The Ecological Opportunity
Edited by Blandine Laperche, Nadine Levratto and Dimitri Uzunidis
Chapter 3: Sustainable Consumption in an Evolutionary Framework: How to Foster Behavioural Change?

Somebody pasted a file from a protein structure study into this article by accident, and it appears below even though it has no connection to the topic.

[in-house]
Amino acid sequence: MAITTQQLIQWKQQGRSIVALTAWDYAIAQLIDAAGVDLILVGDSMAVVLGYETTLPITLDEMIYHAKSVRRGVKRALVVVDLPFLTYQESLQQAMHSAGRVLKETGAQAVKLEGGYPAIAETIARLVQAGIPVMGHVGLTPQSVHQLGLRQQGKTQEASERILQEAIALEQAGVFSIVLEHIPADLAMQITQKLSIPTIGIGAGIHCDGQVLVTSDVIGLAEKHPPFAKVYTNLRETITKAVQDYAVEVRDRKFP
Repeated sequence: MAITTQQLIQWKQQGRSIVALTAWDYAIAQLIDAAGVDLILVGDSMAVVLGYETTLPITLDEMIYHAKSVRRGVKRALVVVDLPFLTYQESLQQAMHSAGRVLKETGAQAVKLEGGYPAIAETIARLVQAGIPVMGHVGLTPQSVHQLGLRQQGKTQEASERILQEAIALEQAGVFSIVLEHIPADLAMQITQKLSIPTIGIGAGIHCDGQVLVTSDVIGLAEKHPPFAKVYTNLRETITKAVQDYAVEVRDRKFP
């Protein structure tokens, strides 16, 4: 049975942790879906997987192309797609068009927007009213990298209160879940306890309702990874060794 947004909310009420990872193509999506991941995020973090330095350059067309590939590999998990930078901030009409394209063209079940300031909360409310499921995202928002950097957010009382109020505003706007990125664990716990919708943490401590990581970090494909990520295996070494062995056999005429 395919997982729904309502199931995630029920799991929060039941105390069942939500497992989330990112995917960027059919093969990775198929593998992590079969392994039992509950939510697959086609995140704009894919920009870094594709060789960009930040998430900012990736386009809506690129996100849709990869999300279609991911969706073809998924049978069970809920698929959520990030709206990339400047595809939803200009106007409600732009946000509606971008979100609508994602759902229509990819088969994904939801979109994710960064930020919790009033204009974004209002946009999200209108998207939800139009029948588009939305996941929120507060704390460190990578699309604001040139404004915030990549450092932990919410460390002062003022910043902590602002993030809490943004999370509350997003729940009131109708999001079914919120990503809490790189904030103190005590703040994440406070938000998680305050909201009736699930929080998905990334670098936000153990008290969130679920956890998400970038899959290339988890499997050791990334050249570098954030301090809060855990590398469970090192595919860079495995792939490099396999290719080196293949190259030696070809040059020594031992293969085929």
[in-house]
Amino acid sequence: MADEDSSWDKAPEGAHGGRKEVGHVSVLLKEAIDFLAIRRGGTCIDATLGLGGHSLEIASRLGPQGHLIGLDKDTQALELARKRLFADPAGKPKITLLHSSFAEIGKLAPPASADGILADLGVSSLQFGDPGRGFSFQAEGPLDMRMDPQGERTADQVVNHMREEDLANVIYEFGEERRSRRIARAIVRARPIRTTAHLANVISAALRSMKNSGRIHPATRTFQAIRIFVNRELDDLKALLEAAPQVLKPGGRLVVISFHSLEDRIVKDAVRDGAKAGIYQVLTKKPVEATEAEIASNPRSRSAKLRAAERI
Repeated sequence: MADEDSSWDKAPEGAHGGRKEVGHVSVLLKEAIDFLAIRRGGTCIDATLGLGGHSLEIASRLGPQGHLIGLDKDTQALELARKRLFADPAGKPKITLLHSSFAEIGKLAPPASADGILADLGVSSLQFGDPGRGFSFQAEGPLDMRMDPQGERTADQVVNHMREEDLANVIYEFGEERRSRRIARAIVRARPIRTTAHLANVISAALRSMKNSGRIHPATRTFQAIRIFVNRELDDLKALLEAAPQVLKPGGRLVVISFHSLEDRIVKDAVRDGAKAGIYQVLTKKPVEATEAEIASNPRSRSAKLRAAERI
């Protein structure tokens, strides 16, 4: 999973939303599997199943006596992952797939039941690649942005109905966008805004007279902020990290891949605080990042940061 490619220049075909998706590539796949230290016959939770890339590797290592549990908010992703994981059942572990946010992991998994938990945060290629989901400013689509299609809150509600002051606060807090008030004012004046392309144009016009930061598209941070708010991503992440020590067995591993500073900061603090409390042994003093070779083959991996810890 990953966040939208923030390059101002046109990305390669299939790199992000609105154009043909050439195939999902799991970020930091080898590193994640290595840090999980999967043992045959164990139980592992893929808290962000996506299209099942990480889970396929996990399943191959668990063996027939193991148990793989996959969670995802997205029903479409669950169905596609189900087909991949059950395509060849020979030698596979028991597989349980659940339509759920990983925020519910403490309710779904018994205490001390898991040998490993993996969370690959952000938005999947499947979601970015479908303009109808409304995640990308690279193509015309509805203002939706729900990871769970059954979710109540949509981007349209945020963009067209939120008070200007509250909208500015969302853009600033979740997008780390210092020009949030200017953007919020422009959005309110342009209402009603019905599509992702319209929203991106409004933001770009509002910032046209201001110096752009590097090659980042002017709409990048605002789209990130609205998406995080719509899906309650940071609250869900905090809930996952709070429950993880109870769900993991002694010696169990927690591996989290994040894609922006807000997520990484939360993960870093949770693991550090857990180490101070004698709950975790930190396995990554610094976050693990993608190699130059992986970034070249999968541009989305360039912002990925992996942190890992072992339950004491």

3. Sustainable consumption in an evolutionary framework: how to foster behavioural change Nathalie Lazaric and Vanessa Oltra INTRODUCTION Changes in consumption patterns and their effect on the environment are at the top of the research agendas in many countries (Arrow et al., 2004; Witt, 2001; Wagner, 2006). Some authors argue that to achieve sustainability will require consumers reducing their levels of consumption and making changes to the kinds of goods they consume (see Fournier, 2008; Gsottbauer and van den Bergh, 2009; Hueting, 2010; Latouche, 2010; Schneider, Kallis and Martinez-Alier, 2010; Stiglitz, 2009). Although there is some consensus on the idea that modifications are required to our patterns of consumption, it is not clear whether behavioural changes at the micro level will generate transformations at the macro level. The evolution of tastes, preferences and consumption needs to be analysed in order to identify current consumption and future trends (Unruh, 2000; Dolfsma, 2002; Earl and Potts, 2004). In this context, behavioural anomalies are a growing concern (Frey and Eichenberger, 1994; Frey, 1999; Shogren, 2002; van den Bergh, 2008), and are not so much a question of rationality but are concerned rather with habits, routines and existing environmental innovations (Maréchal and Lazaric, 2009; Maréchal, 2010; Nelson and Consoli, 2010; Oltra, 2009). Evolutionary economics research on bounded rationality and learning mechanisms provides a framework for understanding consumer behaviour and demand dynamics in social interactions among groups of individuals and imitations between groups of individuals (Metcalfe, 2001; Witt, 2001; Reinstaller and Sanditov, 2005;...
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